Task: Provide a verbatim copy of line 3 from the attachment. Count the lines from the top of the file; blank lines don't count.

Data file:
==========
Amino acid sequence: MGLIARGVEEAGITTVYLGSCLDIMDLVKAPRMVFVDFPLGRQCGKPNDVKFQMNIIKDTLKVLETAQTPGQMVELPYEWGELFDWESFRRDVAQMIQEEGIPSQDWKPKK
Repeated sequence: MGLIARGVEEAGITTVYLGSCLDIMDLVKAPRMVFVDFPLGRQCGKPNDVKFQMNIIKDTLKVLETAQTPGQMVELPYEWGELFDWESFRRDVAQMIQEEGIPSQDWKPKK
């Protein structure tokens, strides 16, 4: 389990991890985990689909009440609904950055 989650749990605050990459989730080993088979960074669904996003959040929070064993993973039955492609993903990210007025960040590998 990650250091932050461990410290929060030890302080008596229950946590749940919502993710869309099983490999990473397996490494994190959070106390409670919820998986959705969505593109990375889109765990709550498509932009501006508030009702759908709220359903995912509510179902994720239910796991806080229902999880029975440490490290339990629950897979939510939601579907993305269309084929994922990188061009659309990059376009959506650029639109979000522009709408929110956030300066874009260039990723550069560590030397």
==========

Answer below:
């Protein structure tokens, strides 16, 4: 389990991890985990689909009440609904950055 989650749990605050990459989730080993088979960074669904996003959040929070064993993973039955492609993903990210007025960040590998 990650250091932050461990410290929060030890302080008596229950946590749940919502993710869309099983490999990473397996490494994190959070106390409670919820998986959705969505593109990375889109765990709550498509932009501006508030009702759908709220359903995912509510179902994720239910796991806080229902999880029975440490490290339990629950897979939510939601579907993305269309084929994922990188061009659309990059376009959506650029639109979000522009709408929110956030300066874009260039990723550069560590030397």